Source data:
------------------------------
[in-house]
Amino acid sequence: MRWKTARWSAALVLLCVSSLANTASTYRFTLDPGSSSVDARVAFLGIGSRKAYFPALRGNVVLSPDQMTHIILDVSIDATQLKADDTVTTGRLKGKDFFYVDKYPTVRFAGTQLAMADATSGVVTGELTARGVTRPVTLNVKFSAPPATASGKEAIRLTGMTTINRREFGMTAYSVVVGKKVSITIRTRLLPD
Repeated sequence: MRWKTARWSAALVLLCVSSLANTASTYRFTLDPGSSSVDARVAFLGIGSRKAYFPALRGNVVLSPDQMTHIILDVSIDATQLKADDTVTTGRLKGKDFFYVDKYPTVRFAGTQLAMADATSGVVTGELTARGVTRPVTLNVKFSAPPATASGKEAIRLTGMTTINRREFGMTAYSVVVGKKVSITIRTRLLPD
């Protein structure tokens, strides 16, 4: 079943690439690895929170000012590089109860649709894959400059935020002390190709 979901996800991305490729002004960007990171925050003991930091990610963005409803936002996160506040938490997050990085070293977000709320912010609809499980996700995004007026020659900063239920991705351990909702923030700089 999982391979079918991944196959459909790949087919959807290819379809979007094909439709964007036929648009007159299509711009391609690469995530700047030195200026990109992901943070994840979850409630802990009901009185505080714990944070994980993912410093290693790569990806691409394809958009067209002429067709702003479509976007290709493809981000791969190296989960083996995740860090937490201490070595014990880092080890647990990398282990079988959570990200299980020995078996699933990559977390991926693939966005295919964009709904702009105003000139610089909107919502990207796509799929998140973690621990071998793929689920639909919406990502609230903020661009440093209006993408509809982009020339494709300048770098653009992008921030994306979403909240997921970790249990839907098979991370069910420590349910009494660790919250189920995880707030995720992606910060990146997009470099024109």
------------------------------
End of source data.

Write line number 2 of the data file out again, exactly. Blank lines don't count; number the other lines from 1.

Amino acid sequence: MRWKTARWSAALVLLCVSSLANTASTYRFTLDPGSSSVDARVAFLGIGSRKAYFPALRGNVVLSPDQMTHIILDVSIDATQLKADDTVTTGRLKGKDFFYVDKYPTVRFAGTQLAMADATSGVVTGELTARGVTRPVTLNVKFSAPPATASGKEAIRLTGMTTINRREFGMTAYSVVVGKKVSITIRTRLLPD